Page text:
Cost-effective choices of marine fuels under stringent carbon dioxide targets
Konferensbidrag (offentliggjort, men ej förlagsutgivet), 2013
In order to investigate cost-effective choices of future marine fuels in a carbon constrained world, the linear optimisation model of the global energy system, GET-RC 6.1, has been modified to GET-RC 6.2, including a more detailed representation of the shipping sector. In this study the GET-RC 6.2 model was used to assess what fuel/fuels and propulsion technology options for shipping are cost-effective to switch to when achieving global stabilisation of atmospheric CO2 concentrations at 400 ppm. The aim is to investigate (i) when is it cost-effective to start to phase out the oil from the shipping sector and what determines the speed of the phase out, (ii) under what circumstances are LNG or methanol cost-effective replacers and (iii) the role of bioenergy as a marine fuel. In our base analysis we analyse results from assuming that CCS will be large-scale available in future as well as if it will not. In the sensitivity analysis different parameters have been varied in order to investigate which impact for example different supply of primary energy sources and different costs for different transportation technologies will have on the choice of fuels in the shipping sector. Three main conclusions are presented (i) it seems to be cost-effective to start to phase out the oil from the shipping sector nearest decades, (ii) natural gas based fuels, i.e. fossil methanol and LNG are the two most probable replacers, of which methanol has been shown to dominate in the case with CCS (methanol or LNG depends on the availability of natural gas, on the methane slip and on infrastructure costs) and (iii) limited supply and competition for bioenergy among other end use sectors makes the contribution of bioenergy small, in the shipping sector.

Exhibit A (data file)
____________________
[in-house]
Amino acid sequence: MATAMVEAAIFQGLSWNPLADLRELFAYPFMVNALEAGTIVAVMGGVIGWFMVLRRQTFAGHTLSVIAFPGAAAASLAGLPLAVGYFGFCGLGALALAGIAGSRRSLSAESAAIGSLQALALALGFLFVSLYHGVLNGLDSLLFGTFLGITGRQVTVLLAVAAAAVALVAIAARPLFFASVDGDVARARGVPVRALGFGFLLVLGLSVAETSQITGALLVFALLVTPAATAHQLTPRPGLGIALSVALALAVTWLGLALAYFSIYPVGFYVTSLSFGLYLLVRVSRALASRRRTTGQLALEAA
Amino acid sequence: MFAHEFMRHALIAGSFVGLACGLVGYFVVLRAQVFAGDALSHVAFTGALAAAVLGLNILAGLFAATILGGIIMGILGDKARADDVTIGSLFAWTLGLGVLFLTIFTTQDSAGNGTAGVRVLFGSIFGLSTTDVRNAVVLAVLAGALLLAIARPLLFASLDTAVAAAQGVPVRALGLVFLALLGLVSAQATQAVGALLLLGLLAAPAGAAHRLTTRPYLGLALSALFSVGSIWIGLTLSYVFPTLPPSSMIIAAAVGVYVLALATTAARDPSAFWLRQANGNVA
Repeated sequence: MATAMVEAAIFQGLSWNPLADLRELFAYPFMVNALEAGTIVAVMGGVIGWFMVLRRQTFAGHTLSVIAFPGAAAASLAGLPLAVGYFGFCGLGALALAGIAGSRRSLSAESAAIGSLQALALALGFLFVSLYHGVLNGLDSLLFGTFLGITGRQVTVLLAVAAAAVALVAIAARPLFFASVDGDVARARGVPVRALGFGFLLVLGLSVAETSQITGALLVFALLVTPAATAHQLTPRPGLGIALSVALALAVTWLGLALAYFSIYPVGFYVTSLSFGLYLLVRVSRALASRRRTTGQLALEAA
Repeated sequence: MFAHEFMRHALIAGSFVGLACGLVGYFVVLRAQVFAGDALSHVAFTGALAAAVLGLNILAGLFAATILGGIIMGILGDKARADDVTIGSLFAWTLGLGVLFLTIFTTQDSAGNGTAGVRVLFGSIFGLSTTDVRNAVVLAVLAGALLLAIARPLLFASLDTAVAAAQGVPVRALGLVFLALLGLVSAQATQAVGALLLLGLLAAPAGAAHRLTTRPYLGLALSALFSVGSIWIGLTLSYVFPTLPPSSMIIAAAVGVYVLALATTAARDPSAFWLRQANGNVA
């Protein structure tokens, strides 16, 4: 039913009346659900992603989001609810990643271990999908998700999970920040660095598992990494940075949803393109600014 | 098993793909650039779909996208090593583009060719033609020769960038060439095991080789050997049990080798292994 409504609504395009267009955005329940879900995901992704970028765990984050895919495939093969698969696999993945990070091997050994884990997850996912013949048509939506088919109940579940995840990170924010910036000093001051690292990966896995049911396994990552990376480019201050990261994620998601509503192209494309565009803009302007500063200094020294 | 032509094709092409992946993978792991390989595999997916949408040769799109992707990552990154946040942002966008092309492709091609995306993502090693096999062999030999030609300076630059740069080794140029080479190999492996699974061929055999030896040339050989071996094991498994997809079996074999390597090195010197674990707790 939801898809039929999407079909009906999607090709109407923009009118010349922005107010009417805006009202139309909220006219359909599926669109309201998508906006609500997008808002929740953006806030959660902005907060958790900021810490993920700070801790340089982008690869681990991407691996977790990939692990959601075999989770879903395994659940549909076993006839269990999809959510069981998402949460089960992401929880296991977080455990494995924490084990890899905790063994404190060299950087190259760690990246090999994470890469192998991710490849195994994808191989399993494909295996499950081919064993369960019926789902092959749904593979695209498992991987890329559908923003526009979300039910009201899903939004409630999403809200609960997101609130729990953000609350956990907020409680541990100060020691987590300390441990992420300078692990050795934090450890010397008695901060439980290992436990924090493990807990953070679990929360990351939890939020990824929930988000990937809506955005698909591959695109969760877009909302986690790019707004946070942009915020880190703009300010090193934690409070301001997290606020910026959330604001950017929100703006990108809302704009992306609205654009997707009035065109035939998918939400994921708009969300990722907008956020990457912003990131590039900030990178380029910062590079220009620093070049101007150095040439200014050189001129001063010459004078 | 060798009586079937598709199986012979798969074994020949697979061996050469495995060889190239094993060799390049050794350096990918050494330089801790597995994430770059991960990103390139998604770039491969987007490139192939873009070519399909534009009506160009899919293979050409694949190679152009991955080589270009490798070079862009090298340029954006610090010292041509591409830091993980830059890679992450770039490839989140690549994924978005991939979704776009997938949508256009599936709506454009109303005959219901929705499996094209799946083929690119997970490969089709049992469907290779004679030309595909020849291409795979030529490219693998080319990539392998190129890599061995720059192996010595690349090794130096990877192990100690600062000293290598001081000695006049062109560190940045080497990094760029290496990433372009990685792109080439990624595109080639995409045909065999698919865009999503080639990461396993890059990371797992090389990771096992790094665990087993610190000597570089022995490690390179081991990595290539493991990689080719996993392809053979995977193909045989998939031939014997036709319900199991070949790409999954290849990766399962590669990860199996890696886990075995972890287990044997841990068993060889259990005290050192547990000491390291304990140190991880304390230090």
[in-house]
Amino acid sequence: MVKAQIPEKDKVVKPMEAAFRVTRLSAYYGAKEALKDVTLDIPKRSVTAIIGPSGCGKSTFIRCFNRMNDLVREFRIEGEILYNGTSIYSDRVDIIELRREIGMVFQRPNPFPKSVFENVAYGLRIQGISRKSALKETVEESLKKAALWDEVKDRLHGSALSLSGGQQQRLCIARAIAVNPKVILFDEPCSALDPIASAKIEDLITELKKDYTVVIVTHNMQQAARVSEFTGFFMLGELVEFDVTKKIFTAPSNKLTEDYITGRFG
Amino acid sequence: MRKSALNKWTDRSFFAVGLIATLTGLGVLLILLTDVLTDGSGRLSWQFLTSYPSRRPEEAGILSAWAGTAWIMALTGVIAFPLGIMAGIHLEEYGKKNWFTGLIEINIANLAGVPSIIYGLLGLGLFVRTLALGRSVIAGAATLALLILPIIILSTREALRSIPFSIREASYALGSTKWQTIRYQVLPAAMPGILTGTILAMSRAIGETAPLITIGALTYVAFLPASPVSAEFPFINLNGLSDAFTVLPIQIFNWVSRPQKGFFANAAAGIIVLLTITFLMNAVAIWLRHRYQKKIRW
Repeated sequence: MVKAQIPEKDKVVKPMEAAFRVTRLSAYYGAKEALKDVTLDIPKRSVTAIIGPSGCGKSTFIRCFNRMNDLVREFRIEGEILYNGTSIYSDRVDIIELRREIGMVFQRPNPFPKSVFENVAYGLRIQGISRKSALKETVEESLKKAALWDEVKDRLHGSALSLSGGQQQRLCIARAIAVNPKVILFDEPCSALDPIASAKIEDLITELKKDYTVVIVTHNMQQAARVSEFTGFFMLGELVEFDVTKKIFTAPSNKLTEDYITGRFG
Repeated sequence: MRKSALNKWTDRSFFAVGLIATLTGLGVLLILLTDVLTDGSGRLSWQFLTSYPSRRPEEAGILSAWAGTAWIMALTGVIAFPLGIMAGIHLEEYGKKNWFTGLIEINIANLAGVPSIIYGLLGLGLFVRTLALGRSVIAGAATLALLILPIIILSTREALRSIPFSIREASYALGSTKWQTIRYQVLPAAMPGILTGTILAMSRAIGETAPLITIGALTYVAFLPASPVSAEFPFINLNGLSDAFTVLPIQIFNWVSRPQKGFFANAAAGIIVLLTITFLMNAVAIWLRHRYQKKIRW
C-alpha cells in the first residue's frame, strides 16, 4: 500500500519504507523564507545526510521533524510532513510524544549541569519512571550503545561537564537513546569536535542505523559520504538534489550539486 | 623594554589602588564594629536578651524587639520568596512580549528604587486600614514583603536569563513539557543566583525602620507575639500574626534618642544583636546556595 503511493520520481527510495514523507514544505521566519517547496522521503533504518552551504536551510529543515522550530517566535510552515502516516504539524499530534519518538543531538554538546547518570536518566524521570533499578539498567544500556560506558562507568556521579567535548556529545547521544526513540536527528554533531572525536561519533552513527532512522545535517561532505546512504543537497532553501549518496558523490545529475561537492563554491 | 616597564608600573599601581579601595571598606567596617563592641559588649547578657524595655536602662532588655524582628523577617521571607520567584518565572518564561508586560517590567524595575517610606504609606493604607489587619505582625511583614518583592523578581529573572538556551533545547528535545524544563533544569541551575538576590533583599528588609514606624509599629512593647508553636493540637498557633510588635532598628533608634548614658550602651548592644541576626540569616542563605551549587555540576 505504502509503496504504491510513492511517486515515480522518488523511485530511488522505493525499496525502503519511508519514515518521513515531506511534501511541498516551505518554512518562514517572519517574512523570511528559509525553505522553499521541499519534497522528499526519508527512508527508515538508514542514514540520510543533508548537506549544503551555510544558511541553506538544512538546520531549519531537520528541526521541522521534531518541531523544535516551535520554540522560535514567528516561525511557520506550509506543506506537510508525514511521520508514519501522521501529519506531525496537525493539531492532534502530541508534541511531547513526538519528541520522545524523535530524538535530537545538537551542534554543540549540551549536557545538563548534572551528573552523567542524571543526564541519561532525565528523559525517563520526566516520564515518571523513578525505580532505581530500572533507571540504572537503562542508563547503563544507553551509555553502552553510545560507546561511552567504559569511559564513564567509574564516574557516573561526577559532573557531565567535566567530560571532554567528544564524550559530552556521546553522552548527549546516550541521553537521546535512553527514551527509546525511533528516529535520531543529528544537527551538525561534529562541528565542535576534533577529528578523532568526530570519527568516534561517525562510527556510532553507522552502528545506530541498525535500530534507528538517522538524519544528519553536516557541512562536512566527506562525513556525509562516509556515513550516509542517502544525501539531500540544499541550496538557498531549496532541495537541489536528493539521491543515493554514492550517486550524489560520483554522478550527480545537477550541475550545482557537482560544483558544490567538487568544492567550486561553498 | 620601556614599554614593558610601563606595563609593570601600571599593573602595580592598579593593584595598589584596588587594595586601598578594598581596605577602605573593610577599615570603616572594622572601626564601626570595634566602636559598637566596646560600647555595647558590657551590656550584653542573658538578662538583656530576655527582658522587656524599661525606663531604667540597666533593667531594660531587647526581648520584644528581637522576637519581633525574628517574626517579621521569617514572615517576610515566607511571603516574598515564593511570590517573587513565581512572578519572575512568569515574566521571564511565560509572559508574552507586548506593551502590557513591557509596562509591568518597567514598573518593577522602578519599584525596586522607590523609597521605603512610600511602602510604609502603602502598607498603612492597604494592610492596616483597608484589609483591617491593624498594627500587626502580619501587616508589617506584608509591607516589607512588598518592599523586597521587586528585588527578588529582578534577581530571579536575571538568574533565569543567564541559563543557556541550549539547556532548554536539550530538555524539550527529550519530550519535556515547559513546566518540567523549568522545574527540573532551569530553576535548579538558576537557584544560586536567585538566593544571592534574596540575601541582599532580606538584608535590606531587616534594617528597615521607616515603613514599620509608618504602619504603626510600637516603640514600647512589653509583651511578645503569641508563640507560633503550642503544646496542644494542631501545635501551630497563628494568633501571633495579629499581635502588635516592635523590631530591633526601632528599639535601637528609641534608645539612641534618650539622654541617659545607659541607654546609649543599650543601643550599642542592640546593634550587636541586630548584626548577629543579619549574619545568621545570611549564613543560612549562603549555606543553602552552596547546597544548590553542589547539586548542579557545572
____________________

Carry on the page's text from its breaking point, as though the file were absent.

energy system modelling
carbon capture and storage